Thursday, 25 February 2016

Research: How bacteria becomes resistant to antibiotics

  • Most bacteria can be fought off through the use of antibiotics, however those few who are more resistant contain a mutation among its DNA, enabling it to fight off and pump out the antibiotic.
  • When the immune bacteria have fought off the antibiotic, the 'death' of the other bacteria gives them more room to populate and multiple, also know as natural selection. This new population of bacteria are now all immune to the antibiotic previously used.
  • The surviving bacteria uses the bodies resources to double in numbers every 20 minutes, and when the population becomes large enough it begins to attack the body.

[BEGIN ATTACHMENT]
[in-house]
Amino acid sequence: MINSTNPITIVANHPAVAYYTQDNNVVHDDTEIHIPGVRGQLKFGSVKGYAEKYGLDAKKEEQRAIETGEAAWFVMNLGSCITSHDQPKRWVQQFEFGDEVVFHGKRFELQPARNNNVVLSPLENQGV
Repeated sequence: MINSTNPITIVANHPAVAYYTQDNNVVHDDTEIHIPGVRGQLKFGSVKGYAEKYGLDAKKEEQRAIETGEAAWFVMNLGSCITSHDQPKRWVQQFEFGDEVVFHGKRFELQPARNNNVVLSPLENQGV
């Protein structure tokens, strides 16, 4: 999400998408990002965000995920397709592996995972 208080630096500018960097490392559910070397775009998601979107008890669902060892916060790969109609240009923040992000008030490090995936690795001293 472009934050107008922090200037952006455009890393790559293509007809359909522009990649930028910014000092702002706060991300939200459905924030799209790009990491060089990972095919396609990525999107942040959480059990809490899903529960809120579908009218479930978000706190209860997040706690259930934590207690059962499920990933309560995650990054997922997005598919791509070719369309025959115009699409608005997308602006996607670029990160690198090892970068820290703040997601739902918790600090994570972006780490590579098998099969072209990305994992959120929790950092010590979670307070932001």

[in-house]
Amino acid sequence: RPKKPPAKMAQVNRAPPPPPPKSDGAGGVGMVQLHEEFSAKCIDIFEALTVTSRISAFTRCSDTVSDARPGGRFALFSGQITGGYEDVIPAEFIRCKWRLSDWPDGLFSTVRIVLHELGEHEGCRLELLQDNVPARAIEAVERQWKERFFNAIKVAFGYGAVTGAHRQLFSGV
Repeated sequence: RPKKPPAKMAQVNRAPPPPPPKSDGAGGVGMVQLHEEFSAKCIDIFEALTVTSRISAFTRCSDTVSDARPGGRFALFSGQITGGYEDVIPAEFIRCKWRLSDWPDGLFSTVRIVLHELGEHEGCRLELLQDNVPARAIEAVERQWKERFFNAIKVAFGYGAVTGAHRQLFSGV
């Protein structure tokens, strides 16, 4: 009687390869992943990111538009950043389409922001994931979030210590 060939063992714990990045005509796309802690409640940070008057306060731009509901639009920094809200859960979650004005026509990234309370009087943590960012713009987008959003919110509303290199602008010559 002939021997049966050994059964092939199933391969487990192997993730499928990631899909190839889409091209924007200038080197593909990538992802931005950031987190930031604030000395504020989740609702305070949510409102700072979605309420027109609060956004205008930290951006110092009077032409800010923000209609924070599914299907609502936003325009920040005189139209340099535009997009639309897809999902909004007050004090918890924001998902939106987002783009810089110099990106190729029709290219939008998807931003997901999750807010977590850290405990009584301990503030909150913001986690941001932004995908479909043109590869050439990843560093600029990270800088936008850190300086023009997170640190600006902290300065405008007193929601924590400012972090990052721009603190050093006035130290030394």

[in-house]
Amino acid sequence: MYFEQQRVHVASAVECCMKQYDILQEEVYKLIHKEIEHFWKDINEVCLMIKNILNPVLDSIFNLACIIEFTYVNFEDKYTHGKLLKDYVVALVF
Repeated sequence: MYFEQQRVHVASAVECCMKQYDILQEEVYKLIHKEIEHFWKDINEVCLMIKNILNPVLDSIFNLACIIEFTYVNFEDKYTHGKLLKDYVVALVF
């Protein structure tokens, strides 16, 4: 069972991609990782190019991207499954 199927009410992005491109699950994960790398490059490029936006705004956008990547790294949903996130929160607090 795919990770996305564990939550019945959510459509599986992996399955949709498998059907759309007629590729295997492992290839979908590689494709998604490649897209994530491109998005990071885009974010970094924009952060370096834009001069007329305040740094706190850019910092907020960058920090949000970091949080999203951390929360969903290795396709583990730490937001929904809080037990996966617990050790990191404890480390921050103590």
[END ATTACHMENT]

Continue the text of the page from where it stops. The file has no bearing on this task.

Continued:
• Antibiotics either slow dow or kill bacteria
  • If the person infected begins to feel better and makes the decision to not complete the course of antibiotics, the more resistant bacteria within the body will begin to multiple as it has no threat to fight off and more room due to the antibiotic killing off the non resistant bacteria.
  • The person will soon become ill again and the previous antibiotic will become ineffective as the bacteria is now immune to it through its DNA mutations.
  • MRSA is one of the most difficult to treat with antibiotics as very few work, MRSA is given the nickname the super bug (along with many others) as a result of its wrong immunity.
  • The first antibiotic (penicillin) was discovered in 1928 by Alexander Fleming, a discovery which many argue was by chance.

Bibliography:
  • Research taken from Cyd Worden, Head of A-Level Science and Physics teacher at Trinity School
  • BBC Bitesize http://www.bbc.co.uk/schools/gcsebitesize/science/edexcel/problems_in_environment/infectiousdiseaserev6.shtml 25/02/16

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